Prospects for coexistence evaporate under tight curfew, mounting Palestinian frustration
HEBRON, ISRAELI-OCCUPIED WEST BANK
AT a cavernous and gloomy warehouse in this bloodied West Bank town, mourners gathered on March 8 to pay their last respects to Wael Natsheh.
Shot dead by soldiers on March 7 as he threw stones at an Israeli Army jeep, Wael's youthful face beamed out from a portrait hung at the entrance to the family business. Draping the picture was the scarf he had been wearing wrapped round his head when he was killed.
Torn by the bullet, the black scarf bore a text, woven into it in angular Arabic script from white wool: ``There is no God but God, and Mohammed is his Prophet,'' one of the five basic tenets of Islam.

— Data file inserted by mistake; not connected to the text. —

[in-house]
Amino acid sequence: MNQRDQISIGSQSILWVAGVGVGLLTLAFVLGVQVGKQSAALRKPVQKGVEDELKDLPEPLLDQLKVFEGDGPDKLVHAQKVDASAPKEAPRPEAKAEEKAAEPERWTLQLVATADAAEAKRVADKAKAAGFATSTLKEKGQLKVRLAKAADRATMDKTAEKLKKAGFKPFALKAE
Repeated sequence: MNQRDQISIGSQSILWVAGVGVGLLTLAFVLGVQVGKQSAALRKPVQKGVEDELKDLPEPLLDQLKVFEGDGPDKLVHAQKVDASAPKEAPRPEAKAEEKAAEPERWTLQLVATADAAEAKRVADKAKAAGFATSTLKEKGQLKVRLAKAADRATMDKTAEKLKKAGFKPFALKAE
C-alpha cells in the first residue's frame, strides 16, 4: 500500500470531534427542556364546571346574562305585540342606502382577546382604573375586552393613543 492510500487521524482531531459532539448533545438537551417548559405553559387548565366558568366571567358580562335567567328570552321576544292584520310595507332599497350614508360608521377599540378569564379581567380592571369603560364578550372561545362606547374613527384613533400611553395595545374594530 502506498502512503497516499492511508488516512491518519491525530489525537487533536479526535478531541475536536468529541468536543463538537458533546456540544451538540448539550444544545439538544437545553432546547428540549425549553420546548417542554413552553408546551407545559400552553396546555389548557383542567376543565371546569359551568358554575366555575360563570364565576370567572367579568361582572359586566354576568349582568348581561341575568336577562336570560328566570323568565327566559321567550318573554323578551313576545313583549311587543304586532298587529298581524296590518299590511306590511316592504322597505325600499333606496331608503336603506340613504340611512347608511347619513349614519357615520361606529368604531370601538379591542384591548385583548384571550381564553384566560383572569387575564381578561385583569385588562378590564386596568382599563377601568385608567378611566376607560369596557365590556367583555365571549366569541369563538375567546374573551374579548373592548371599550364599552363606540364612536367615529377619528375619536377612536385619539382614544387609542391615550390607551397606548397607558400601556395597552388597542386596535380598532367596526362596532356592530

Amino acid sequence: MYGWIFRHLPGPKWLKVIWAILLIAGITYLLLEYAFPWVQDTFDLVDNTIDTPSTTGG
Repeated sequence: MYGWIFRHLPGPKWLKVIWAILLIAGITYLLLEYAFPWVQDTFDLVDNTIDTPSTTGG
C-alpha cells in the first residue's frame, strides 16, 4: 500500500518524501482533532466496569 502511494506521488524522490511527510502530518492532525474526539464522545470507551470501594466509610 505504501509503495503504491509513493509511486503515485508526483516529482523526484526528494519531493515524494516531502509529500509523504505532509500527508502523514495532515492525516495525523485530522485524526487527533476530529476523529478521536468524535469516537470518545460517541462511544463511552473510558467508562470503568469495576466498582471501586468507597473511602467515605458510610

A green flag emblazoned with crossed scimitars beneath a Koran -
the banner of the radical Islamist group Hamas - was pinned to the wall of the warehouse, beneath the Palestinian flag, in another indication of 20-year-old Wael's political and religious leanings. And the mood amongst the mourners was bitter.
``So long as there is one settler or one soldier in Hebron, our martyrs will continue to fall,'' predicted Nabil Natshe, Wael's older brother. ``This will only end when there are none of them left in Hebron.''
It is not only Hamas militants, who believe the only solution to the Palestinian problem is to wipe out Israel, who are angry in Hebron now. For 12 days - ever since Jewish settler Baruch Goldstein mowed down at least 30 Muslim worshipers in Hebron's Tomb of the Patriarchs, the main mosque - the town has been clamped under a 24-hour curfew, and people are seething with rage.
The Israeli military authorities are in a quandary. They know that every new day the curfew is imposed, Hebron's residents only grow more resentful.